EKU Update HomeA Newsletter for Eastern Kentucky University Faculty & Staff
Volume 12 • Number 15
Feb. 7, 2011
spacer Printable VersionPrint this issuespacer
In this issue:

QEP Report from the Deans
EKU?s Quality Enhancement Plan, approved in February 2007 as part of the Southern Association of Colleges and Schools reaccreditation process, calls for the University to develop students who are ?informed, critical and creative thinkers who communicate effectively.?

This issue includes a Dean?s Report from the College of Health Sciences about what is being done to help meet that goal.

QEP is alive and being implemented in numerous ways in the College of Health Sciences. Here is a snapshot of what we?re doing to comply and excel with the implementation of our QEP:

The Department of Family and Consumer Sciences has enhanced its capstone course, FCS 400, Ethics and Advocacy in FCS. It was approved as a writing intensive course in Fall 2009. Currently there are two courses ?in development? as writing intensive. One faculty member, Dr. M. Wilson, is a QEP Coach.

QEP is alive and well in the Department of Occupational Therapy . OT Graduate students in OTS 871S had the opportunity to develop intervention plans for children in collaboration with communication disorders student in CDS 874. The Paul & Elder model Intellectual Standards shaped online interdisciplinary discussions. OTS 478W was just approved as a Thinking Across the Curriculum writing intensive course. Occupational Science students will participate in a major capstone writing project. They will practice giving and receiving feedback to improve written communication skills. They will also use the Noel Center to practice oral presentation of the project. The OS and OT faculty are committed to the EKU critical thinking project within disciplinary applications.

One way the Department of Recreation and Park Administration has implemented the QEP is with a focus on student research. The Department is hosting a Research Symposium this spring that will involve many of our students. In addition, several students presented research at the 2010 Kentucky Recreation and Park Society conference.

A continued initiative within the Department of Recreation and Park Administration was a QEP Service-Learning project promoting critical and creative thinking and communication skills of the involved students. Another goal of the project was to increase community engagement through service-learning activities focusing on an external community need. This project involved the continuation of a student-learning course (REC 512S), and a new collaboration between the Department of Recreation and Park Administration and Richmond Parks and Recreation to provide recreation programming for pre-school Special Olympics children.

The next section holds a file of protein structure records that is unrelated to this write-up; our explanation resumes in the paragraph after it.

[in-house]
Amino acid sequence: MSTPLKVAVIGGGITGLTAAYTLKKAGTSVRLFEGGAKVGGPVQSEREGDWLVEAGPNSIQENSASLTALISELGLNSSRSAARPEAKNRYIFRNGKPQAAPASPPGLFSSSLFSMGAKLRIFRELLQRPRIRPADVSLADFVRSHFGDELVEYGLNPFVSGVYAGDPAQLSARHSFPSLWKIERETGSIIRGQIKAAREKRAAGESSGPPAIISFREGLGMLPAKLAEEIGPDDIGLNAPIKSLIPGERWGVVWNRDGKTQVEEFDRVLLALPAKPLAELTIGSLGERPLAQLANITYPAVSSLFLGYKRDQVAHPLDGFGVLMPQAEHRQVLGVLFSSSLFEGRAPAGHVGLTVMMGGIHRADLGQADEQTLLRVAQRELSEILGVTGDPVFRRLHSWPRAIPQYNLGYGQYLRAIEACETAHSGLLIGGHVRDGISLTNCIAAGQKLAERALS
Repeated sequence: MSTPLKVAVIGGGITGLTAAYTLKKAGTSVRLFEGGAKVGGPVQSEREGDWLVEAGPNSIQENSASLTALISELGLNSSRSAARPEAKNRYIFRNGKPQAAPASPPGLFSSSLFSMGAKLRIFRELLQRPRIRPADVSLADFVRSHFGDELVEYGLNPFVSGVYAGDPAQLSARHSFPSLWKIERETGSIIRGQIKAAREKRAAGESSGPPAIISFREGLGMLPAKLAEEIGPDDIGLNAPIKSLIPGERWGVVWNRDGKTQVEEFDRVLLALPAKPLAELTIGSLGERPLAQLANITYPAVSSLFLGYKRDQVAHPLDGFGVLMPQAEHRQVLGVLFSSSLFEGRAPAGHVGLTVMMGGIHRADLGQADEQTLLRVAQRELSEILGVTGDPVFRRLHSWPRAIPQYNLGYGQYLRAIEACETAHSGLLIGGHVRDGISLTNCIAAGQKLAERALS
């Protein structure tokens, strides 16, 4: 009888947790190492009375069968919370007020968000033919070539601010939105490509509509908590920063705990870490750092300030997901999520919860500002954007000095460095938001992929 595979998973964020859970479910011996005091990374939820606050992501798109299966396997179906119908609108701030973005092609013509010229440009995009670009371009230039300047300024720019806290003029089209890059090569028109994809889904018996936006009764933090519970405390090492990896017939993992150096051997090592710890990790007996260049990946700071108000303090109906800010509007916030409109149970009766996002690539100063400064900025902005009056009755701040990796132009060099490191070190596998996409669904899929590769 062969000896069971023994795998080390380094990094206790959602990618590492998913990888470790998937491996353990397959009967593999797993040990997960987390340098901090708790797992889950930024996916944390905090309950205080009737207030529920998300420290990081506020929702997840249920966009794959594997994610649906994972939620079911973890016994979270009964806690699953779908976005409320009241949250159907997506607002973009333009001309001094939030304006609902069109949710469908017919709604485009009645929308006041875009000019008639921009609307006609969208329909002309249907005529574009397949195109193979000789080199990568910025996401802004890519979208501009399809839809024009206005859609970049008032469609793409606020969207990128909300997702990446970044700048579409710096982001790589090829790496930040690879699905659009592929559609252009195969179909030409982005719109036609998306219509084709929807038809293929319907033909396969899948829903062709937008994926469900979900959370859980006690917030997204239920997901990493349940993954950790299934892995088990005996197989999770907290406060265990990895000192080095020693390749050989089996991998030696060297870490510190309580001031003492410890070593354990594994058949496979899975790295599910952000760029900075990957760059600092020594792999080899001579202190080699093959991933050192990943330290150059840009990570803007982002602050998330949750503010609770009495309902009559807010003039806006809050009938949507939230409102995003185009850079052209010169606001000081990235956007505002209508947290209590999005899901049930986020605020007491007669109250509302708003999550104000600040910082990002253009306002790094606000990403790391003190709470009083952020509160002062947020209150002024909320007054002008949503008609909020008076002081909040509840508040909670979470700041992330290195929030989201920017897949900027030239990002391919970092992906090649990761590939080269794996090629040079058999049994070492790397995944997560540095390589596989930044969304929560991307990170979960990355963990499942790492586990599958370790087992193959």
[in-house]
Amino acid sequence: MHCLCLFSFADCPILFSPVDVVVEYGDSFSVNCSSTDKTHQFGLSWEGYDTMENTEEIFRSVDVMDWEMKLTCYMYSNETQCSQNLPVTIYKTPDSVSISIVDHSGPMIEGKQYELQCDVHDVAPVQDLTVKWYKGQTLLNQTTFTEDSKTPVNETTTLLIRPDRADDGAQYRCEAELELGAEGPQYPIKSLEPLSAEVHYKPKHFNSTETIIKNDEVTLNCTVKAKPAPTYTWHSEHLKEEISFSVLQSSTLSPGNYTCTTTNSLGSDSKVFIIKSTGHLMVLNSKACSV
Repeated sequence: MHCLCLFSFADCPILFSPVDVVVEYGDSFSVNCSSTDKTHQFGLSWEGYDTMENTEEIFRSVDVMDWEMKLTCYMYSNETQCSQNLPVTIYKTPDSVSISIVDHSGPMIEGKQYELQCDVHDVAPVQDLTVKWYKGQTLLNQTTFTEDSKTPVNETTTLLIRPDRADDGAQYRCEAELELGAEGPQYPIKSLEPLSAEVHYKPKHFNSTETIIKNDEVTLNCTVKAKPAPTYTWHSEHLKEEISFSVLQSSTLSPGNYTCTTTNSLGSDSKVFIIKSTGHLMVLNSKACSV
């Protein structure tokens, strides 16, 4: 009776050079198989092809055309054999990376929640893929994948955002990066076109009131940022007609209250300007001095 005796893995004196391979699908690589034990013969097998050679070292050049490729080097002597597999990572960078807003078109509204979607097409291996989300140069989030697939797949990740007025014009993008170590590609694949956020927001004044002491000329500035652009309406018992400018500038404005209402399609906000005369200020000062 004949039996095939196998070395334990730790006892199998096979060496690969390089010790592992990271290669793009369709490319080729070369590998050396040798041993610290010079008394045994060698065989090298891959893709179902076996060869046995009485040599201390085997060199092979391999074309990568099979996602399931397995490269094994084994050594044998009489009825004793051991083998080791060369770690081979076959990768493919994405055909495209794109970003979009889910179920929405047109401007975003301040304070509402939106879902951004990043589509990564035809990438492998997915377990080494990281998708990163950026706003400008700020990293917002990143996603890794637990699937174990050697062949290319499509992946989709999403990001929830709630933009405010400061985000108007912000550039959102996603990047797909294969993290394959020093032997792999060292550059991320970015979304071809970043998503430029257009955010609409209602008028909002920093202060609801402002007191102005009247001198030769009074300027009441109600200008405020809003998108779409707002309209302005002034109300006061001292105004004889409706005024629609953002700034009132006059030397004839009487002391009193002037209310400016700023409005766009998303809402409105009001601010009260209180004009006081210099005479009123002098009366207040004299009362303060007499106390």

The Department of Exercise & Sport Science is beginning its incorporation of QEP. Tracey Spigelman, has completed her QEP coach training and will conduct a workshops at the February or March faculty meeting.

Terri Loan from the Department of Baccalaureate and Graduate Nursing Department has implemented QEP into her classes:

  • In NSC 350, she reviews the Paul & Elder model on the first day of class and tells them how it can be used to study pathophysiology. She also gives them the SEEI framework and shows an example. She repeats this example at subsequent class sessions to help explain some of the more complex topics, such as the Frank-Starling Law of the heart. Loan then asks the students to explain some of the concepts in their class discussion, using the SEEI framework.
  • Usually around the time between the first two exams, she puts an anonymous survey on BB to ask for student feedback about what characteristics of the class, and in their own behaviors, are most and least helpful to their success in the course. Then she asks if they have felt "lost" while studying the content and what actions they take to try to achieve clarity.
  • In NSC 378 Short Topics/Clinical Nursing, Loan reviews the Paul & Elder model more specifically as it relates to the nursing process and how critical thinking skills can be used for making clinical decisions. The Paul & Elder critical thinking guide is required for this course. She also gives them a handout from the new Clinical Reasoning book by Paul & Elder that they use as a guide for writing a patient scenario.
  • Each student in 378 writes a patient scenario and does a class presentation for a specific topic chosen by the class as needing review. For this assignment, students are required to identify one of the Paul & Elder elements of thought and describe how they used that element in developing a patient care plan. The Fall 2010 378 class all did very well with this assignment.
  • Loan modified the EKU QEP grading rubric for written assignments as a grading rubric for the student presentations in NSC 378.